The trustee for the second-lien bondholder group alleged in a lawsuit filed the night of Aug. 4 in the Court of Chancery of the State of Delaware that the Las Vegas-based company's restructuring strategy has harmed its operating unit, Caesars Entertainment Operating Co.
Then, on Tuesday, the parent company claimed in a lawsuit filed in the Supreme Court of the State of New York, County of New York, in Manhattan that second-lien bondholders and first-lien holder
Elliott Management Corp. have aimed to push Caesars to default in order to profit from their credit default swap positions.
Jones Day partner Bruce Bennett, who represents the second-lien bondholder group and its trustee, Wilmington Savings Fund Society FSB, said in an emailed response, "The complaint demonstrates that the Caesars Entertainment Operating Company has made numerous transfers over the past several years that worsened its already distressed financial condition and were abusive to its creditors. The filing reflects confidence that there are remedies at law and equity to address the effects of these transactions."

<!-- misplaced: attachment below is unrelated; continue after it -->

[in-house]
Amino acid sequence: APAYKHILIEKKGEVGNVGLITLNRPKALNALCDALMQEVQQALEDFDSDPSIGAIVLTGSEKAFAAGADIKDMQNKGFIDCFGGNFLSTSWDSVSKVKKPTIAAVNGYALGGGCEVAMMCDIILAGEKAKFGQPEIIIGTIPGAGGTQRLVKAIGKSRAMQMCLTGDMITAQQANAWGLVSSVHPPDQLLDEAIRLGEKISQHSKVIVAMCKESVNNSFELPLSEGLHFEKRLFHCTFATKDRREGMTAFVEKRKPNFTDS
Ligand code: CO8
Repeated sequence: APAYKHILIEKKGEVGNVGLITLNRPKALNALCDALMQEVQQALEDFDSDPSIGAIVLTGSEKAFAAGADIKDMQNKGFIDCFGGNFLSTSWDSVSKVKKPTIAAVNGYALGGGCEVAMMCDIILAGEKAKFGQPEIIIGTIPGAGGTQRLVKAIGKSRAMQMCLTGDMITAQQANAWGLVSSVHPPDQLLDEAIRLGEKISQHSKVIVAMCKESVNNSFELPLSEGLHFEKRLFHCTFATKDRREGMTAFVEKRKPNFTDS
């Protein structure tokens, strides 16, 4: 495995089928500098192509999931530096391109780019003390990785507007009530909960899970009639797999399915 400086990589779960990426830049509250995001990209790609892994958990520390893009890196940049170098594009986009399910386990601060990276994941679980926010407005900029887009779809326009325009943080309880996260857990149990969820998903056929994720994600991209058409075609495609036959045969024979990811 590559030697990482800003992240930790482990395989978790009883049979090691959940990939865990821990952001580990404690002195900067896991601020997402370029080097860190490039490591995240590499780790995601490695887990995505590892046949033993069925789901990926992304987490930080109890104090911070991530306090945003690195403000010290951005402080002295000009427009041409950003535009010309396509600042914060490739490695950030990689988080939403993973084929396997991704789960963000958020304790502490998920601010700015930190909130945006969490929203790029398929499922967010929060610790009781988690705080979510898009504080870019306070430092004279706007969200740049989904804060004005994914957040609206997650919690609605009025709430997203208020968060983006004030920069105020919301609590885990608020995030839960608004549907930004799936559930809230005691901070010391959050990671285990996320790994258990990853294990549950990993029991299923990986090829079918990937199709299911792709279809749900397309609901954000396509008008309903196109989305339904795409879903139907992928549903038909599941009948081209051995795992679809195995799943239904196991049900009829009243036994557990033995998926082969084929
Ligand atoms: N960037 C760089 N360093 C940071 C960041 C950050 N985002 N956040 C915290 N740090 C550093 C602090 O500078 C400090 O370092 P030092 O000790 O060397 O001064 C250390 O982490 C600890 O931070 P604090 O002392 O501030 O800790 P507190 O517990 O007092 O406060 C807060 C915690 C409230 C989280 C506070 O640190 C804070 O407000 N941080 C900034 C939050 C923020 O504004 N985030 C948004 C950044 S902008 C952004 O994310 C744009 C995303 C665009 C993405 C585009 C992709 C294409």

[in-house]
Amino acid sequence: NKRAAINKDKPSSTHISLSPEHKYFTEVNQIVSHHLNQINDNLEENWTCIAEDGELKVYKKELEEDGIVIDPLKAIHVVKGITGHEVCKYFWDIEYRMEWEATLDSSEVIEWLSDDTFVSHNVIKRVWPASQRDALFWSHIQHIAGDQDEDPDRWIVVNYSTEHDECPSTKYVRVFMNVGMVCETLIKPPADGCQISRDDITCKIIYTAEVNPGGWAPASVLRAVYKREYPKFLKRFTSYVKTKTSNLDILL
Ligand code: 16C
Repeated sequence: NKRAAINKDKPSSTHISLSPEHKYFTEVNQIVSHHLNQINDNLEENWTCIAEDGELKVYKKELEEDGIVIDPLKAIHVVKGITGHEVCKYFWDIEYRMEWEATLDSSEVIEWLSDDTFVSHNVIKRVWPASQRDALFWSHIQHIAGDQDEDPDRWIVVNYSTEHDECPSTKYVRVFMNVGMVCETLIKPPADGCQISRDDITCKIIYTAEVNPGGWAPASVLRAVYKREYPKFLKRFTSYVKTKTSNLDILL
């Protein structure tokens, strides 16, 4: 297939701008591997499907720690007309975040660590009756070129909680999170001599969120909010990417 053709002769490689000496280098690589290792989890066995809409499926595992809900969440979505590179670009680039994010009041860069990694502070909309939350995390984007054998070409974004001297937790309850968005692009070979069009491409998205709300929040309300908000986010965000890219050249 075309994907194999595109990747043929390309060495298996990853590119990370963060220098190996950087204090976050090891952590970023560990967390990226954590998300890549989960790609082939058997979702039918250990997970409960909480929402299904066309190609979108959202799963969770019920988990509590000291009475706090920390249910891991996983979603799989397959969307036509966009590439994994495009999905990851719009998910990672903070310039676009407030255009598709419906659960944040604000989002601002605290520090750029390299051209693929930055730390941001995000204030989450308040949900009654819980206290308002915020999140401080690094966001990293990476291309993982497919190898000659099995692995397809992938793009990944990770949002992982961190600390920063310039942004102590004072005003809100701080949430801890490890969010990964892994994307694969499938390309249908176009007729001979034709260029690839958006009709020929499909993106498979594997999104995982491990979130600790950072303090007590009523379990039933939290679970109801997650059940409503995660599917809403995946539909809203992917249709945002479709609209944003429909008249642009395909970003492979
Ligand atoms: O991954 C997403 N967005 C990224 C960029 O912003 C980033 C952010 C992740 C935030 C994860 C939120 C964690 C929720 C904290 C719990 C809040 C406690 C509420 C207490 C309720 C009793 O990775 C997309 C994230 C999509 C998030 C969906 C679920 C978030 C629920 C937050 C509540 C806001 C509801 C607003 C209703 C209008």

Other Jones Day partners on the case are Sid Levinson, Josh Mester, and Geoff Stewart.
The second-lien bondholder group served CEOC with a notice of default on June 5, claiming that certain asset sales involving the subsidiary constitute a default, as does the release of the parent company's guarantee of CEOC's debt.
The casino operator denies that a default has occurred.